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Brain Injury & Neuro Optometry

When most people think of brain health they think of having an MRI to see the parts of the brain. An MRI of the brain can show larger-scale physical damage to areas, but most MRI’s can’t show the type of damage sustained in a concussion, mild traumatic brain injury (mTBI), or other brain injuries.

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Brain Injury & Neuro-Optometric Rehabilitation

When most people think of brain health they think of having an MRI to see the parts of the brain. An MRI of the brain can show larger-scale physical damage to areas, but most MRI’s can’t show the type of damage sustained in a concussion, mild traumatic brain injury (mTBI), or other brain injuries.

A neuro-optometry evaluation involves measuring and examining how the eyes and the brain work together to see if there are areas of dysfunction that are causing symptoms.

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brain injury

There are several key areas that need to be assessed:

Oculomotor function (eye tracking)

Saccadic (eye movement) abilities have been shown to be affected by concussions, and problems with oculomotor function has been shown to be an indicator of brain injury. These should be tested both with targets in real space, and often with computerized eye tracking. Problems with saccades are often diagnosed as oculomotor dysfunction or saccadic dysfunction.

Accommodation (focusing)

Accommodation ability is measured by using lenses to determine the ability of the brain to control how and where the eyes are focusing. Problems with accommodation are often diagnosed as accommodative infacility or accommodative dysfunction.

Binocular function (eye teaming)

Convergence (eyes moving inwards) and divergence (eyes moving outwards) abilities need to be assessed. The most important tests for these abilities involve using prism to measure the ability of the eye to work together. Problems with convergence or divergence are often diagnosed as convergence insufficiency, convergence excess. Divergence insufficiency, divergence excess, vergence dysfunction, or binocular dysfunction.

Stability of binocular function also needs to be assessed. If the eyes do not maintain stable alignment it can lead to many post-concussion symptoms. This can be measured with a variety of devices. Problems with stability are often diagnosed as unstable fusion, unstable fixation, or binocular dysfunction

Dr. Cameron McCrodan answers your questions about Eye floaters coming and going post-head trauma/brain injury. Is that normal or curable?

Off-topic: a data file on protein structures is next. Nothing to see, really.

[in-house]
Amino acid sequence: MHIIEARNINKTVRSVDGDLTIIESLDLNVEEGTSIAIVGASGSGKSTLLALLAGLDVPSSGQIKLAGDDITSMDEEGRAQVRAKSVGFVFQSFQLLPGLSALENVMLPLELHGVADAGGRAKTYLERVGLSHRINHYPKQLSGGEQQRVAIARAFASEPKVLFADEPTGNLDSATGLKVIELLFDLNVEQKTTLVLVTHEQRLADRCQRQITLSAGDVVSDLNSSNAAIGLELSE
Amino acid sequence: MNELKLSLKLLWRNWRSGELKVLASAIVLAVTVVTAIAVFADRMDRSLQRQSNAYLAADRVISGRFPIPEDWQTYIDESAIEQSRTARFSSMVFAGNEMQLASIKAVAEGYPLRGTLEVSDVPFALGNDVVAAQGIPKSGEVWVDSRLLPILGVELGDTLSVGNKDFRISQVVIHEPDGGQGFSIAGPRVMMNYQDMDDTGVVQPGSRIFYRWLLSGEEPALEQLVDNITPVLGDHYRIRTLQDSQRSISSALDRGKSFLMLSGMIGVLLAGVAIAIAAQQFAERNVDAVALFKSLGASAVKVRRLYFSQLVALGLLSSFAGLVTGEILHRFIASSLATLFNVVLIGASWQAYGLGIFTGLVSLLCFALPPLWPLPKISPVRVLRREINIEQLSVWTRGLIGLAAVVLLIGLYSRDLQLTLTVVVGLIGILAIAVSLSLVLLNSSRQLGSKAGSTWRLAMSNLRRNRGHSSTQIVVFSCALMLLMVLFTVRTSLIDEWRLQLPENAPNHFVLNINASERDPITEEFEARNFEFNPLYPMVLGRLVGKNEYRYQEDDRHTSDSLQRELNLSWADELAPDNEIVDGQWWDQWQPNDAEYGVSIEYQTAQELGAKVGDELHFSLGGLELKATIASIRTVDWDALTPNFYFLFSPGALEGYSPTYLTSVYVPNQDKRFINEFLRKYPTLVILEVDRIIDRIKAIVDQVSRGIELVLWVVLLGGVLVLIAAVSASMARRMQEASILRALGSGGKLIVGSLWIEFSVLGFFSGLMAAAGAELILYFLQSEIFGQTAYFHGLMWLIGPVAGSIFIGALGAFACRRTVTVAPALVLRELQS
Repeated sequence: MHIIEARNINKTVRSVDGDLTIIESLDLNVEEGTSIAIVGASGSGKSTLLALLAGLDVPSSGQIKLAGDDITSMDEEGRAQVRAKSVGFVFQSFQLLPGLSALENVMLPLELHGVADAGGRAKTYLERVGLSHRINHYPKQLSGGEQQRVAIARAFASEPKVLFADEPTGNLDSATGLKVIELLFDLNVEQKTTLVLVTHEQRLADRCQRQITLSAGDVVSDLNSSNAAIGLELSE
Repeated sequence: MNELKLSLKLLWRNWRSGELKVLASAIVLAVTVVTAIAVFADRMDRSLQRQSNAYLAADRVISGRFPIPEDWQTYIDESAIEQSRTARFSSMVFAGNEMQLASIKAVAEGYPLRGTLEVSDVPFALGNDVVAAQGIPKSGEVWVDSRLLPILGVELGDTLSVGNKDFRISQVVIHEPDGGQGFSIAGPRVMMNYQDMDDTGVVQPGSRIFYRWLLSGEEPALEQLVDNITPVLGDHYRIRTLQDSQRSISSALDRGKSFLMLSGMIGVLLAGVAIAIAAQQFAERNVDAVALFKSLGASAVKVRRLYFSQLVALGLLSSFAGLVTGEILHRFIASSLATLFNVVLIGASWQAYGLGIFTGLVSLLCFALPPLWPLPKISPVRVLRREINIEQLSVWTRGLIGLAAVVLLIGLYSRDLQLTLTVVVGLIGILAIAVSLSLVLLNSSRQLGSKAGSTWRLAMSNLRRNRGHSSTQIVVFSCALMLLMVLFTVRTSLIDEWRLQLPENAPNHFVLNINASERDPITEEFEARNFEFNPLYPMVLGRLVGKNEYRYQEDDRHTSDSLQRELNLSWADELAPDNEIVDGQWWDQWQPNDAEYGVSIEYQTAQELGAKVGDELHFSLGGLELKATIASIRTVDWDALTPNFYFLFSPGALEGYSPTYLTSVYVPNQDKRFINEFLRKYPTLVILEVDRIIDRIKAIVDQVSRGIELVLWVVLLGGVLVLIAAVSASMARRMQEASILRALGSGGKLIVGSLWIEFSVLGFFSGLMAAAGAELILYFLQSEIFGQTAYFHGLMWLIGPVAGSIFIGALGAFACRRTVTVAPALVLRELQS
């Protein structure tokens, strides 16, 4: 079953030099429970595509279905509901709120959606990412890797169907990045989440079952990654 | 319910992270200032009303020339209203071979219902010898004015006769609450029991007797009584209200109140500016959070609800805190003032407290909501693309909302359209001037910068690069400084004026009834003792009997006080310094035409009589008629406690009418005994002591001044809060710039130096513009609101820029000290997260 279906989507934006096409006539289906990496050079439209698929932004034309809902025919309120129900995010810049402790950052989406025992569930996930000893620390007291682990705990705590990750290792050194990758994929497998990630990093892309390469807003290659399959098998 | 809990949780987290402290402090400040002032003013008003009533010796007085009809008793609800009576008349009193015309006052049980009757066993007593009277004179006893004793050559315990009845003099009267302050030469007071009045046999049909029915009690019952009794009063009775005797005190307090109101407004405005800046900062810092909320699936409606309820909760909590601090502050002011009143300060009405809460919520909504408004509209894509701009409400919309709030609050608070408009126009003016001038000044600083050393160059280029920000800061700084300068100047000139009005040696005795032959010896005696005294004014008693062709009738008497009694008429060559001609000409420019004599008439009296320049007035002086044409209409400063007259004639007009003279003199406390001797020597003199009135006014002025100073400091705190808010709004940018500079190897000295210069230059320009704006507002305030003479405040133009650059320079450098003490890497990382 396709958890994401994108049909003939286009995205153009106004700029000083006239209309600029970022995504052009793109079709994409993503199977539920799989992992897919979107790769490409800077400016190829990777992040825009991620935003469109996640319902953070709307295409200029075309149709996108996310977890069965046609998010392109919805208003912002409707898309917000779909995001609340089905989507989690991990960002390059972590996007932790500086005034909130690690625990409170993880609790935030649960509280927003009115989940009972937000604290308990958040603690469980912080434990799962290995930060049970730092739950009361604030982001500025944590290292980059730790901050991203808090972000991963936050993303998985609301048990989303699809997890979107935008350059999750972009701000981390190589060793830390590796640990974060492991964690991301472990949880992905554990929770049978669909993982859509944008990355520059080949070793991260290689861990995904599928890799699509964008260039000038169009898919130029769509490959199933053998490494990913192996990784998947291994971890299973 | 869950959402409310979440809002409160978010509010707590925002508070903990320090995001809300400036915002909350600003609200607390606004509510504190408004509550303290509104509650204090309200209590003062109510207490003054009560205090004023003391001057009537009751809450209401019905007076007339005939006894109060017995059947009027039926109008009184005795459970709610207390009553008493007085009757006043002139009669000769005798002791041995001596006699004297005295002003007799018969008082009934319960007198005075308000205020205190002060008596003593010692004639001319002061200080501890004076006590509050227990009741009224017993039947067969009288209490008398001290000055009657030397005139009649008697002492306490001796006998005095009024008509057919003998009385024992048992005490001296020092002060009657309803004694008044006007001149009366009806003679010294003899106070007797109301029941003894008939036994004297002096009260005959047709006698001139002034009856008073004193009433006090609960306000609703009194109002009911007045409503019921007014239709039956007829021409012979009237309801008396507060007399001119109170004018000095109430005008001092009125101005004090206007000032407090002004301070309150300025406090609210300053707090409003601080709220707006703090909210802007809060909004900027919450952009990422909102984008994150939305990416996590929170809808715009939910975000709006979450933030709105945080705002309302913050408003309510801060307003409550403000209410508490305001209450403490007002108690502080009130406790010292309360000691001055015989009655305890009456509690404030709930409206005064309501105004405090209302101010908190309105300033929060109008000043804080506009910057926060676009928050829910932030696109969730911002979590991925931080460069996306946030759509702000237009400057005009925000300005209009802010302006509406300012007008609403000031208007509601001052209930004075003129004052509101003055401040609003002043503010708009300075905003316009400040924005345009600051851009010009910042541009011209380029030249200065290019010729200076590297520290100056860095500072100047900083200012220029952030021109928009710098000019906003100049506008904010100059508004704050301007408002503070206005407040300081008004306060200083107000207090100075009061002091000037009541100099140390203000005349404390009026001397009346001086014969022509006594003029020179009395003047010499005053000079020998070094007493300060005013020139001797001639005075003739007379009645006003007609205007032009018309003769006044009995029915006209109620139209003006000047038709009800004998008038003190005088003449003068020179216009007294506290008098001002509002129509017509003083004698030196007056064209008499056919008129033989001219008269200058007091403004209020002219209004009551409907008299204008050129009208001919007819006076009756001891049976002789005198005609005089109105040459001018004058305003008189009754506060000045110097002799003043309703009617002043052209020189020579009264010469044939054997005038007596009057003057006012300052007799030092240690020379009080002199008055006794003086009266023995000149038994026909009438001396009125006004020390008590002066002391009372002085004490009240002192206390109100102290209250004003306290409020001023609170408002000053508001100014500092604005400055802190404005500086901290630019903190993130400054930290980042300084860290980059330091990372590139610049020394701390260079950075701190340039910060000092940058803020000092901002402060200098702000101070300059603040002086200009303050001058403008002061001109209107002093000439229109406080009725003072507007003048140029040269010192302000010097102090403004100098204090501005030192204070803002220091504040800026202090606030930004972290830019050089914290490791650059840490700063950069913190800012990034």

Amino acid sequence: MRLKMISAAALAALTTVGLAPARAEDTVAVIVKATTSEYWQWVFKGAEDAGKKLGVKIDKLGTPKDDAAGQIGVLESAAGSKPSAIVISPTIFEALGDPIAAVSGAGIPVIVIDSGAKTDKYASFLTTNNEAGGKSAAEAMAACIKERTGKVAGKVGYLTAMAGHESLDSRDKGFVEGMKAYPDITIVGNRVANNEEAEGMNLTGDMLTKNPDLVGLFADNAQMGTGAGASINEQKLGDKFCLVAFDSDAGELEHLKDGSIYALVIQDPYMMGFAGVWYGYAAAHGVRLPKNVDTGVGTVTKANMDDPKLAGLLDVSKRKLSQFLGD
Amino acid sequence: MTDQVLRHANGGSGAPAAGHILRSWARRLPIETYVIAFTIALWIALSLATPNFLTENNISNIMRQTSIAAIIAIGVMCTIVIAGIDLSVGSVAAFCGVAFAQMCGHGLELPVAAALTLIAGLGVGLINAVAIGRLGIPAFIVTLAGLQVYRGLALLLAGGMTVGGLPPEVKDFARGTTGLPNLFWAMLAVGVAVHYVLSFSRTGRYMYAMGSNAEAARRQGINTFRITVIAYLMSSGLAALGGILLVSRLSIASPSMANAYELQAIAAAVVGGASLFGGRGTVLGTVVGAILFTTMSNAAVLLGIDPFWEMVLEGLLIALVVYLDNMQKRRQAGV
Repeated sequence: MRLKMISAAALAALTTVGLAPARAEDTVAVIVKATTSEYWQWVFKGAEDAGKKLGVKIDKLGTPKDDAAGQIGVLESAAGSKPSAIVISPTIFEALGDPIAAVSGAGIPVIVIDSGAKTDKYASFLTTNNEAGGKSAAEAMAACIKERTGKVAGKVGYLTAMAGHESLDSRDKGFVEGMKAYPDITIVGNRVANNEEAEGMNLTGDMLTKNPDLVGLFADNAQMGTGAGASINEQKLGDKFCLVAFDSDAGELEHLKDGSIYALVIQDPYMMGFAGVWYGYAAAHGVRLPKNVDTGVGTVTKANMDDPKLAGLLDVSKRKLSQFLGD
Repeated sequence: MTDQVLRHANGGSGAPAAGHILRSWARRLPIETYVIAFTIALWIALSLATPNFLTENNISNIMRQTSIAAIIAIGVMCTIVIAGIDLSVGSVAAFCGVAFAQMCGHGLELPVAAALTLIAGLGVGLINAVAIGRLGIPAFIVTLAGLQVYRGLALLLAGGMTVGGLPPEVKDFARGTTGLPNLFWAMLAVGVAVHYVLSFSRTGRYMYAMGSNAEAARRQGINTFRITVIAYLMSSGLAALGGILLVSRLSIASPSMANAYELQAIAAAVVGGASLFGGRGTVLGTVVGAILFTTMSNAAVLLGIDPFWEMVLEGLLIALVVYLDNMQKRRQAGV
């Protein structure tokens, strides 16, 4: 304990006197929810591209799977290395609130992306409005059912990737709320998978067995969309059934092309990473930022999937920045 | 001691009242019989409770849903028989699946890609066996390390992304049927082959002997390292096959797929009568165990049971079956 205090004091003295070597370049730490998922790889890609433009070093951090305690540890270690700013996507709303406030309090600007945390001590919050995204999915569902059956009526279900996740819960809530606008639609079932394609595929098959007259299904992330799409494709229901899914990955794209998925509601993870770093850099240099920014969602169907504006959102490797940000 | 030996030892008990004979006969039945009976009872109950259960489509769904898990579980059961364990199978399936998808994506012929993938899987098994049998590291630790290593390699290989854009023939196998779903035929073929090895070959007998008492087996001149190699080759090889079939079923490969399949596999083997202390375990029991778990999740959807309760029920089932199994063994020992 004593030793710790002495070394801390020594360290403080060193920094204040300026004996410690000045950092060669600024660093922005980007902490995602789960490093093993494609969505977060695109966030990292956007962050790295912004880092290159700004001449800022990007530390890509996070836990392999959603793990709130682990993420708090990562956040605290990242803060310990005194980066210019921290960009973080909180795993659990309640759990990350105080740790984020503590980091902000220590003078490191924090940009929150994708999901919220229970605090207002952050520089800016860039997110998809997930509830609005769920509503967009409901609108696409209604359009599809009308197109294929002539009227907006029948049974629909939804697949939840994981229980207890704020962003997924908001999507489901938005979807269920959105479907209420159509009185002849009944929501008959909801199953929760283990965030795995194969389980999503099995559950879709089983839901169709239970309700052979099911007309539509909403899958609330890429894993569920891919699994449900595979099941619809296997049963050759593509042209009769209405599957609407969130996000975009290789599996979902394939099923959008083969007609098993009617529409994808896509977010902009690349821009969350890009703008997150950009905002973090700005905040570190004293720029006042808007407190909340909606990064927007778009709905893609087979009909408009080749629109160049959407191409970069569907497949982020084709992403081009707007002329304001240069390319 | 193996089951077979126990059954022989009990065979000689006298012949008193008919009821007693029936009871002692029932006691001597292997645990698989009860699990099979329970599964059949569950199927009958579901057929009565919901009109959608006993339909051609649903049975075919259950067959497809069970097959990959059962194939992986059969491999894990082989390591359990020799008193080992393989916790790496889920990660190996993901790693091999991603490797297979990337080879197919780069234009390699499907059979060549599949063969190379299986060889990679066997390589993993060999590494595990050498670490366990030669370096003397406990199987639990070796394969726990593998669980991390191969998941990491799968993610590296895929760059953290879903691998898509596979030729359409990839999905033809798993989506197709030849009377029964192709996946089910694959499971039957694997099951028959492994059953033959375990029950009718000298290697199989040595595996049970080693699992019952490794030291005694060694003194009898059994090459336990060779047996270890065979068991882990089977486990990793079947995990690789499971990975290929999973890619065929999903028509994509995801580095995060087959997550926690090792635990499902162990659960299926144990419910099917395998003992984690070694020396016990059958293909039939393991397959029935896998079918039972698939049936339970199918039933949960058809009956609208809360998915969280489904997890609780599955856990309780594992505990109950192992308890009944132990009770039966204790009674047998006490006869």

Depth perception and spatial processing

Depth perception can be measured in a variety of ways. One of the ways this is measured is by using polarized 3D glasses and 3D targets. This does not always rule out problems with depth perception because it only looks at one aspect.

Depth and spatial perception can also be tested by using various tests that are in real-space. Problems with depth perception are often diagnosed as reduced depth perception or reduced stereopsis

Peripheral integration/awareness

Our central visual system is what our brains use for seeing clearly and identifying what we are looking at. Our peripheral visual system is what our brains use for processing movement, motion, guiding eye tracking, balance, coordination and more. This can be seen very quickly if you cover both your eyes entirely except for a very small pinhole of vision, and then try to walk around your house. Peripheral integration is different than just visual field testing, which only tests if you can see it, not whether it’s being processed accurately. This is best tested with a series of functional balance and head movement testing with your optometrist. Problems in this area can often be diagnosed as visual-vestibular mismatch or poor central-peripheral integration

Visual acuity (how small of a target that can be seen)

Visual acuity is tested on most routine exams. Visual acuity, and the glasses prescription required to see clearly is often the focus of most eye examinations. It can often be quite frustrating for people who feel like their vision is part of their post-concussion syndrome, but after having their prescription and eye health checked, they are told their vision is ‘fine’. Visual acuity and prescription is the testing done where you have to see the small targets and different lenses are used (“better one, or better two”) to determine what prescription allows for the best clarity. A common problem is that the way prescriptions are usually measured and given can result in glasses or contacts that actually contribute to post-concussion symptoms. Specialized testing for glasses prescriptions post-concussion should factor in how the glasses affect balance, dizziness, headaches, migraines, light sensitivity, screen tolerance and more. We often refer to this as Ergoptics prescribing.

Visual-vestibular integration (how the eyes and inner ear work together)

Our brain is constantly comparing our visual and vestibular inputs. Certain vestibular problems such as BPPV (benign paroxymal positional vertigo) should be addressed before vision is tested. However, vestibular rehabilitation is often dependent on proper visual function, and people will often have trouble with vestibular rehab, or plateau in their recovery if their vision is not working properly. This is often tested by using various lenses to change how vision is being processed, and then testing the visual-vestibular integration through balance tests and head movement (dynamic visual acuity). Problems with visual-vestibular integration are often diagnosed as a visual-vestibular mismatch.

Part of the examination process should also be counseling on various treatment options.

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